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    If only more Americans could be as friendly and forgiving as you!:smile:
     
  11. Dec 24, 2009 #10
    Americans can't spell properly either. Colour.
     
  12. Dec 24, 2009 #11

    cristo

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    Americans never use adverbs it's actually really cold today, not "real cold today".

    I could go on, but I won't :wink:

    As for your observations on Americans being rude, they don't agree with my observations. From my experience, your average store clerk in the US is way more friendly and engaging than the equivalent in the UK, for example. I guess you've got to go out of the US to really see whether these stereotypes are true.
     
  13. Dec 24, 2009 #12

    BobG

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    Maybe East Coast Americans are unfriendly and rude. Midwesterners are usually friendly people (and somewhat friendly drivers).

    Americans are lousy drivers. That's driven by the technology of their cars. Drivers of cars with automatic transmissions find it hard not to become distracted by the cell phones, CD players, make-up mirrors, air conditioning system, etc. American cars have turned into living rooms.

    The American stereotype of obesity must be true. It's hard to shop for clothes when you're skinnier than the average American.

    I don't think Italian store clerks are any ruder than American store clerks. My experiences may be non-typical, seeing as how I was virtually illiterate when it came to Italian and probably just didn't understand that they were making fun of me instead of being friendly.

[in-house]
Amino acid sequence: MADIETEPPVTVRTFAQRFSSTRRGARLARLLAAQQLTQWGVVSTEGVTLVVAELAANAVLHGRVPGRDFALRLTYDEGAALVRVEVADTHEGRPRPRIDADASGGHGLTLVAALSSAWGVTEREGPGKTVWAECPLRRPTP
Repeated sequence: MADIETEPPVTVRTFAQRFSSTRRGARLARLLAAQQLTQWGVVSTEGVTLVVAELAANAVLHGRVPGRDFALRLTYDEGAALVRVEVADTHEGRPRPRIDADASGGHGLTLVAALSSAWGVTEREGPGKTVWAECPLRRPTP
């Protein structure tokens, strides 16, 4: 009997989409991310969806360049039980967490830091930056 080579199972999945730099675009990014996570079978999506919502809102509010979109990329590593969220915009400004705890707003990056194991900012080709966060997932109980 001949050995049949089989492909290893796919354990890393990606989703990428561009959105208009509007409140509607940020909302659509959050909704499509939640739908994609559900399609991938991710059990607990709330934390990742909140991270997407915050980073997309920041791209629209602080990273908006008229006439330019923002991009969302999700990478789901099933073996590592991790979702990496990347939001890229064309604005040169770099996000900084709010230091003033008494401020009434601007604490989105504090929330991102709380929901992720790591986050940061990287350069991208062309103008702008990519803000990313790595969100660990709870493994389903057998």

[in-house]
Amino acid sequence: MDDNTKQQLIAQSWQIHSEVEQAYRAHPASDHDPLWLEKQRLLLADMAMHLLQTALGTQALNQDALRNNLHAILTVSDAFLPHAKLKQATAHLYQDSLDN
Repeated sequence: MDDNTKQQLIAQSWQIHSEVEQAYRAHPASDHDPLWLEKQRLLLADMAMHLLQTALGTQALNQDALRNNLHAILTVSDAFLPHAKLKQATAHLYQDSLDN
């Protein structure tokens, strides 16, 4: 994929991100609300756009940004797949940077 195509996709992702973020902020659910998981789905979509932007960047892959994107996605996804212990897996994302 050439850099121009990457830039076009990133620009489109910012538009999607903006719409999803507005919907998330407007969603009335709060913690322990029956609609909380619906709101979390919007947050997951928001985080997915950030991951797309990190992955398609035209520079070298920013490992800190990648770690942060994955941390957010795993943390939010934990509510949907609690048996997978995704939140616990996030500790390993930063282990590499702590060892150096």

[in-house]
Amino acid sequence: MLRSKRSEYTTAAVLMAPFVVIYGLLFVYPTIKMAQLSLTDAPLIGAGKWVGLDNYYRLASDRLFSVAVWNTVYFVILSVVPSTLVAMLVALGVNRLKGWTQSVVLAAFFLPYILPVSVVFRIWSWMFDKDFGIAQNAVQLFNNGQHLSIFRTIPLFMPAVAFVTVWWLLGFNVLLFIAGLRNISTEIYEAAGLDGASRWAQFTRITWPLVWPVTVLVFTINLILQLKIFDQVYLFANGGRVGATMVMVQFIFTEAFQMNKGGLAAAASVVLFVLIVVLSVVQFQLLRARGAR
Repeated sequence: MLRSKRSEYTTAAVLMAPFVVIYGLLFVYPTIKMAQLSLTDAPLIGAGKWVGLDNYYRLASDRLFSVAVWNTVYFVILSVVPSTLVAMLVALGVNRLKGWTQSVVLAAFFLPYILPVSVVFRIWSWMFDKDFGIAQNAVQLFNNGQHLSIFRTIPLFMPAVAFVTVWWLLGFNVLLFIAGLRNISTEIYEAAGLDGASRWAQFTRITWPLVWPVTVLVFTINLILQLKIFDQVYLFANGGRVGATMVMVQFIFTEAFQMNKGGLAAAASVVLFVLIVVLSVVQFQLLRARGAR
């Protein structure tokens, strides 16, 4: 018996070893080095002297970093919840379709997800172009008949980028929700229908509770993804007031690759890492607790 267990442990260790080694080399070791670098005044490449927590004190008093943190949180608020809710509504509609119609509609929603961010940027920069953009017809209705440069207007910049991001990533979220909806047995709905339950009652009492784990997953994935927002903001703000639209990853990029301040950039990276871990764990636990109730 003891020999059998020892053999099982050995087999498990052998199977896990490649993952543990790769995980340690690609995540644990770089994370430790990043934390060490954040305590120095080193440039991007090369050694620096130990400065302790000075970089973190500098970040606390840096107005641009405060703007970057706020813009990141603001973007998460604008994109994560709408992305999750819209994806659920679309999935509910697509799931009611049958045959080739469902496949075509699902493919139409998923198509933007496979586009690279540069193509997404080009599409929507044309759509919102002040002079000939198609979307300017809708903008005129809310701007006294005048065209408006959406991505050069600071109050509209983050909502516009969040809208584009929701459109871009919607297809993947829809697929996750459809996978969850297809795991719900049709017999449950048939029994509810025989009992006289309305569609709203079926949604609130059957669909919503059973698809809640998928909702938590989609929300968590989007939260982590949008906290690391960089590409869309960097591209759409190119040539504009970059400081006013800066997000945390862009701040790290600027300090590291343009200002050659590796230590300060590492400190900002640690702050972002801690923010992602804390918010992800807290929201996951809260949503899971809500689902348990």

14. Dec 24, 2009 #13
    I don't think that's true. My friend is kinda crazy and he says "hi" to random people all the time. From what I've seen, he gets a friendly response about half the time and ignored half the time. But just because he gets ignored doesn't mean they're necessarily rude. They may not think he's talking to them, or they may not have heard him.
    It's uncommon for random people to say "hi" to you as you walk by here, so the most of the time I think they're just surprised to hear it.


    And I'd love to switch to the metric system and start using celsius intead of farhenahieititiaeithianefaoefihaowe fa0et92t
    That must be a regional thing, because here in Florida, fat people have a hard time finding their sizes. My friend is fat and he has to go to Burlington Coat Factory to get clothes that really fit him and he's really not THAT big.
    I'm pretty skinny and wear medium shirts because I don't like the large shirts, they're slightly baggier than I like. Plus I like to show off my biceps. I don't think I've met someone who wears small. You have to be miniscule. And hoodies I have to get extra large. Any smaller than that and it's too tight. I wear like 33 waist and it seems like most sizes I see hover around that number. I rarely see any over 40.
     
    Last edited: Dec 24, 2009
  15. Dec 24, 2009 #14

    D H